I have a friend who proposed to his wife after two weeks of talking on the phone… sight unseen.

She accepted, obviously, and they seem to be quite happy after 8 years (I think) and 3 kids.

Certainly not the method I would reccommend, but it worked for him.

In this economy, it’s foolish for her to quit her job, no matter how long she knows the guy.

My best friend got married and quit her job. A year later, the guy is divorcing her, and she’s having a hell of a hard time finding a new job.

i gotta admit that is awfully fast. at the least i would run a check on the guy (guy should run checks on gals as well). just for peace of mind.

on the job issue, she can file for unemployment in some places. if you have to move because of your spouse’s job and in some states fiance’s job.

my mum and dad met when mum was on vacation, they married 10 days later. if my mum had done a bit of a check before, she would have found out about his drinking problem before they were married, not a few months later when he went awol and got in trouble with the navy, not to mention with mum.

I know someone that was foolish enough to go to Tazmania. Is that far enough? It lasted about 2-3 months. I think you hear the success stories more than the failures. My guess is that it has a good chance to be something quite different than what is expected. I wouldn’t do it although California is OK.:wink:

All relationships involve a degree of foolishness. Hopefully it will be the good kind, and things will work out nicely. If not, well then it’s another opportunity for personal growth and learning.

My sister was in the military, stationed at Ft. Lewis in Washington. She met a guy and he proposed after three days. They married within three weeks. They’ve been married for 24 years, raised four daughters, had one set of twin girls that died, through postings overseas and domestically. Very literally for better and worse, richer and poorer, sickness and health. I can’t think of a better man than my b-i-l.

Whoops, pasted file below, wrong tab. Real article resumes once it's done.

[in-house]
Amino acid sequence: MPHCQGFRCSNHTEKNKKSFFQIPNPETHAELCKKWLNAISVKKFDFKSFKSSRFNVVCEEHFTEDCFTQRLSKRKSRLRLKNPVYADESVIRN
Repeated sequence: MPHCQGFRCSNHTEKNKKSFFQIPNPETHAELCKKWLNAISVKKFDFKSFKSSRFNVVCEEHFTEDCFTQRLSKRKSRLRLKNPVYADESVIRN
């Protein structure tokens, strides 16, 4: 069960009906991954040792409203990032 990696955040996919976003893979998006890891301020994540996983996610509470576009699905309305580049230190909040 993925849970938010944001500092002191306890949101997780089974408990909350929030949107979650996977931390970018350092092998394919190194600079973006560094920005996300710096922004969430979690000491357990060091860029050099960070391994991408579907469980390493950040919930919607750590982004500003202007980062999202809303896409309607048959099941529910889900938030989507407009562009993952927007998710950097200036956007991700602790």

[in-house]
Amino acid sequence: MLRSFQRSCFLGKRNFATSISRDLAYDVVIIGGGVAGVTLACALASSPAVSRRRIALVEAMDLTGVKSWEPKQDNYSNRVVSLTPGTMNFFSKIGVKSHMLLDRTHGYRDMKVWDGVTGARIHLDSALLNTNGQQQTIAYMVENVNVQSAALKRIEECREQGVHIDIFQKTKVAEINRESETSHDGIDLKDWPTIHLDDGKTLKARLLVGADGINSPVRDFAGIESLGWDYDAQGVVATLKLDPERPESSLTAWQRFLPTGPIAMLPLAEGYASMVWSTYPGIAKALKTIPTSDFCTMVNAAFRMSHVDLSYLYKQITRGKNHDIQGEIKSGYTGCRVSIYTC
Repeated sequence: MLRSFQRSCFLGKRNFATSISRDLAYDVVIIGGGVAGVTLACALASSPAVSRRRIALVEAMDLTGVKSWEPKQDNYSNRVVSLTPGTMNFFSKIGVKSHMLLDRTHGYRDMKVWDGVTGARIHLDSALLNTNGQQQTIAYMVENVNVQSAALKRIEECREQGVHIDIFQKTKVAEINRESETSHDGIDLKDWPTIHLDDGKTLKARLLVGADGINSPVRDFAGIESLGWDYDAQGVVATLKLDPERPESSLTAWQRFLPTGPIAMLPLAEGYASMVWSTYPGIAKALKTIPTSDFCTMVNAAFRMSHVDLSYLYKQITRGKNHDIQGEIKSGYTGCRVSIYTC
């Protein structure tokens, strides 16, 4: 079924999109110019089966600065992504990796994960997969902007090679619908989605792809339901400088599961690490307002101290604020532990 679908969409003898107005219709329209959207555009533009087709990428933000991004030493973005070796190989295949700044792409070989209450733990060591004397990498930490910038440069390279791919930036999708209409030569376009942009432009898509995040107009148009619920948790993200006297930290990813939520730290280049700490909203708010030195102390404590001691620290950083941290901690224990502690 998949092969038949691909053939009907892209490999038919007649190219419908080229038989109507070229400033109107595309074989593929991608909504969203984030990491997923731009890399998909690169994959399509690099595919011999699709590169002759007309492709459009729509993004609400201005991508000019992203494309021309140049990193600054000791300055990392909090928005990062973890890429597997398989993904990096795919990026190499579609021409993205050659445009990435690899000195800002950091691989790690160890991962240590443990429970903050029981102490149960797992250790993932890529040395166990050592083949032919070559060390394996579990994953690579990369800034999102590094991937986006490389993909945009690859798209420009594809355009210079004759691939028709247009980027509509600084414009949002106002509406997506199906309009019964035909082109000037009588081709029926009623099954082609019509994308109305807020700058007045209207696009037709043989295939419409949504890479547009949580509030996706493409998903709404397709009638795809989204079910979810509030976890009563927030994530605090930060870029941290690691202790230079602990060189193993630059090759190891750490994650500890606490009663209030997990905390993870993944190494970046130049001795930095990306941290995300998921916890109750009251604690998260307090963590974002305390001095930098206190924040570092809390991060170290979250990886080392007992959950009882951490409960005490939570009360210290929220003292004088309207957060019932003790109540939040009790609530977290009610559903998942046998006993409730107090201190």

>I know someone that was foolish enough to go to Tazmania.

Phew, that was close: at least it wasn’t Tasmania!

When my ex and I broke up, she pleaded with me to let her take the kids out of state so she could marry a man she had never met who lived in New Hampshire.

I told her to go get married, but the kids were staying put.

Of course right after she said she was coming to see him, his 6 bedroom house burned to the ground, his million dollar a year business went bankrupt and he ended up living in a homeless shelter because “he didn’t like hotels”

Wow. Well, I wish your friend the best, but I have to agree with Toddly. I’m glad to hear some success stories but I can tell you that I went through a similar thing and it did not work out as well.

I met a woman about the time I was moving out of Chicago for headed to LA. Ironically, she was moving to Chicago just as I was moving out. (In fact we met because I was looking for someone to take over the last few months of my lease). We hung out for about a week in Chicago, then she visited me three times in LA. Each visit lasted a few days. Then we both decided that, especially because she didn’t much like Chicago, she should move out to LA.

Short version: she’s a wonderful person, but we were not a good fit for each other, and it did not work out.

The fact that she had moved all the way out here put lots of pressure on our relationship.

In particular, I felt extremely conflicted about the fact that (1) it was obvious to all concerned that things were not working out, but (2) she had moved all the way out here so we could be together, so I felt like I couldn’t just walk away from what eventually became a toxic relationship.

In retrospect, I think that we wound up staying together much longer than we should have (anybody else done that?), and I think it’s because we both kept thinking (at least I know I did) hell, she moved all the way out here, so we have a lot invested in this and we should try to make it work.

In retrospect its easy to see that didn’t make any sense (anybody else ever think in retrospect that their decisions didn’t make a lot of sense?) And in fact, at the time there was a part of me that knew that it didn’t make any sense. But the thing took on a momentum and a logic of its own.